DATE A LIVE: Rio Reincarnation Review

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Date A Live Rio Reincarnation is a collection of three dating simulators/visual novels that had been previously released in Japan some years ago. Set in the Date A Live universe, this title encompasses Rinne Utopia, Arusu Install, and Rio Reincarnation–the first, second, and third games in the series respectively. Date A Live Rio Reincarnation revolves around Shido, an average Japanese high schooler. Shido inexplicably has the ability to seal Spirits, young women possessing incredible powers that run the risk of going berserk if their emotions become unstable, with a kiss. In order to stabilize the Spirits, Shido must spend time with them and go on dates, leading him to hilarious, suggestive, and sometimes uncomfortable situations. Without Shido’s presence, a berserk Spirit could end the world as we know it, so go forth and date!

The premise is a lot to take in, but Date A Live Rio Reincarnation does an okay job of giving you the information you need in order to not be totally lost–for the most part. In any case, there are times when one makes a purchase without knowing exactly what they’re getting themselves into and, for me, Date A Live Rio Reincarnation was just that. If you’re like me, you’re sold on the premise of dating cute anime girls and maybe being subjected to a bit of fan service–but does Date A Live Rio Reincarnation manage to do so while also being worth reading?

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Yes… And no. On one hand, Date A Live Rio Reincarnation has charming characters and a decent script. I found myself laughing aloud on more than one occasion (though sometimes due to incredulity) and holding my breath on others. Across all possible date prospects, there’s a good number of personalities you’ll encounter and you’re bound to genuinely like a character enough to want to get to know them better. Pursuing a character does in fact give you more information about her–which is nice–but at times it felt like I was just scratching the surface and I’m tempted to watch the anime just for the sake of saying my own curiosity. This could have been solved by adding more contextual text or even an in-game glossary.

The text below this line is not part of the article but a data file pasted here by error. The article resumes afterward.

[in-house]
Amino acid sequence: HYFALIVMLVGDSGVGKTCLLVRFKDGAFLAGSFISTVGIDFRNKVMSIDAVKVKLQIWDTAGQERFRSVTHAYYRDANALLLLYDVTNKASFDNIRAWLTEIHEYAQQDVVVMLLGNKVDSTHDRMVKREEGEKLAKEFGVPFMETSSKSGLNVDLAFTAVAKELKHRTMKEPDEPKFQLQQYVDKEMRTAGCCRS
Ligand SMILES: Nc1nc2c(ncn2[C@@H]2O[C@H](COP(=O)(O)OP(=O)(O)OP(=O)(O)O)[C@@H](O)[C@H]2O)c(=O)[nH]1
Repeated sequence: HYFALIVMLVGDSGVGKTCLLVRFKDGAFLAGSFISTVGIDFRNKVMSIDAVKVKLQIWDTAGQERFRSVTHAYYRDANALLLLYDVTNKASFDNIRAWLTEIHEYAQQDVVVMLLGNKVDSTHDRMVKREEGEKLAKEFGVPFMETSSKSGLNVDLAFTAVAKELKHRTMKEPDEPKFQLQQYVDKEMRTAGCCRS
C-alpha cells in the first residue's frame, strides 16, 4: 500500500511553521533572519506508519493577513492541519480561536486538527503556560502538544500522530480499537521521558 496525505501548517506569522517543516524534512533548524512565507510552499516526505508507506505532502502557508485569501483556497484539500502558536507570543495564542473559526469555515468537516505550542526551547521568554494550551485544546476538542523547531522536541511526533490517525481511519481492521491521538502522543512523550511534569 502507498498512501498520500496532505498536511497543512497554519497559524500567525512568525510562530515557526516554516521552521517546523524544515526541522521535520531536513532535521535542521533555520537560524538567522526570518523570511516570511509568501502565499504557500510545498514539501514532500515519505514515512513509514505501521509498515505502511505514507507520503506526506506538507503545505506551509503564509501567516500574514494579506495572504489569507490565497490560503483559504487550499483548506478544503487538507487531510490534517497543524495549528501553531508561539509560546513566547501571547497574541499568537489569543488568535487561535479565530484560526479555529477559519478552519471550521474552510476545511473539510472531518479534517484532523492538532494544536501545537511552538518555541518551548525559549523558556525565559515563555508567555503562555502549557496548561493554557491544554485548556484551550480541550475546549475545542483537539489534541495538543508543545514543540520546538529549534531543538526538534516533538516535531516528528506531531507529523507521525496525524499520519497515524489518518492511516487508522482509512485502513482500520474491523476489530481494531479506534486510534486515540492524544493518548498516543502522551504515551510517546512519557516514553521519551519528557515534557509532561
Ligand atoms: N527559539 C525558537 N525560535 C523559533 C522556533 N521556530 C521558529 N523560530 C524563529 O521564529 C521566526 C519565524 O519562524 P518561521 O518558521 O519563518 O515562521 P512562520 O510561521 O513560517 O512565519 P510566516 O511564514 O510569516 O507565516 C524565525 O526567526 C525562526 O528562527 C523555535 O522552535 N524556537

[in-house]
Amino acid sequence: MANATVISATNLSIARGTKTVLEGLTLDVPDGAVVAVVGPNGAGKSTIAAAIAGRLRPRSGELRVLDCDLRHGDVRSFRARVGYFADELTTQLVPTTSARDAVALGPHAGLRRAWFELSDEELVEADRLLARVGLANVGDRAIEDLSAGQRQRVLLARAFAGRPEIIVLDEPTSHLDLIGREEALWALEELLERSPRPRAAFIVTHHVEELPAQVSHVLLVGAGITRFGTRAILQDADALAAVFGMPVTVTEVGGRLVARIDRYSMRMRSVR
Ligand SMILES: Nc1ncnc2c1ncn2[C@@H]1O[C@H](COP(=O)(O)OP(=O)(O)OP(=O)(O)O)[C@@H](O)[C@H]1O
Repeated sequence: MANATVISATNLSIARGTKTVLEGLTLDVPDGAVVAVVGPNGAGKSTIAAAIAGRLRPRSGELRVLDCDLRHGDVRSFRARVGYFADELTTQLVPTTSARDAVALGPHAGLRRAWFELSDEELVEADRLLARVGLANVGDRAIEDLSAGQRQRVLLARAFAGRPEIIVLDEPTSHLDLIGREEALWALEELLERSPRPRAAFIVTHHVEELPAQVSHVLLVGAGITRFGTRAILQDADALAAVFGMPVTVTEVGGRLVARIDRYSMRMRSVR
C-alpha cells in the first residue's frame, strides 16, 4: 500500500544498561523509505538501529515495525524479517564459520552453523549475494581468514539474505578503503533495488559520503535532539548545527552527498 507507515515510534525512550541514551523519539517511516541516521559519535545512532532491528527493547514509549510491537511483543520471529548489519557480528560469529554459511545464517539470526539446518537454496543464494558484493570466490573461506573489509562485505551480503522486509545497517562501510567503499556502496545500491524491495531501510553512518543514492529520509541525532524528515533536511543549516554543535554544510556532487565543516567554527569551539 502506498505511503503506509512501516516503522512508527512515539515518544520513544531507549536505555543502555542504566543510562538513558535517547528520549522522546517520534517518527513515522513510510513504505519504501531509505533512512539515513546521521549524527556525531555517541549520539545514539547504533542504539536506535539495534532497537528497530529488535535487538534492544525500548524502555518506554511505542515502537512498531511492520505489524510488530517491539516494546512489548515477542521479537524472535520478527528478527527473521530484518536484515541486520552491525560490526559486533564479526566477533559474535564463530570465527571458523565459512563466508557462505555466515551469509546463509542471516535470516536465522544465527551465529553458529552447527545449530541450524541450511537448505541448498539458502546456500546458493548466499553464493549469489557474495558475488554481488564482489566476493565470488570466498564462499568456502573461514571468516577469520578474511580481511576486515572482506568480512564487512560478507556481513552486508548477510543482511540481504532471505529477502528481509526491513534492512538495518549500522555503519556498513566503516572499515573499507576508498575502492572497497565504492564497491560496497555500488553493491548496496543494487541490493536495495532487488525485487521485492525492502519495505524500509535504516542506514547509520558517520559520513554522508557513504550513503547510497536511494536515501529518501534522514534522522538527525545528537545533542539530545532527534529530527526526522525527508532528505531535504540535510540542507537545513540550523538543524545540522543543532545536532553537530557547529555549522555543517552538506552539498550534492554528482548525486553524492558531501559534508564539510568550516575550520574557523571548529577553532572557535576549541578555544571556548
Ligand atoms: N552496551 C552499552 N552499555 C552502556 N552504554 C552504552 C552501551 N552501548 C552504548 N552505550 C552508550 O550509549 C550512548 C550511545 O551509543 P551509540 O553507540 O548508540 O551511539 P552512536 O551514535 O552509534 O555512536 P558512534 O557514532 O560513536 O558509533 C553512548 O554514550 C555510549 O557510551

On the other, there’s Date A Live Rio Reincarnation’s reliance on fan service leads to scenes without substance and “dates” that consist of just a few text lines and decisions that don’t seem to have any bearing on the possible ending. That being said, sometimes even simple actions like disagreeing with a date at the wrong moment can lead to an abrupt game over–an unrealistic and frustrating outcome that just seems tacked on for the sake of having multiple endings. In other instances, making a decision results in the same outcome either way, just with slightly different wording. Because of Date A Live Rio Reincarnation’s limited setting, things get repetitive quickly–even over the course of a mere six days in the case of Rinne Utopia.

I haven’t played the original Japanese release, but upon doing some digging it would seem that Rio Reincarnation is a somewhat truncated experience in comparison to the single game releases, which feature more dialogue options and possible endings. Considering the price to content ratio, I’d say this is a fair trade off. There’s also the issue of the translation, which is cringe-worthy in some instances and will bother some of the more avid reader types. I understand that a 1:1 translation loses a lot of meaning, but it seemed like the localization team needed to go over the text again with a fine tooth comb.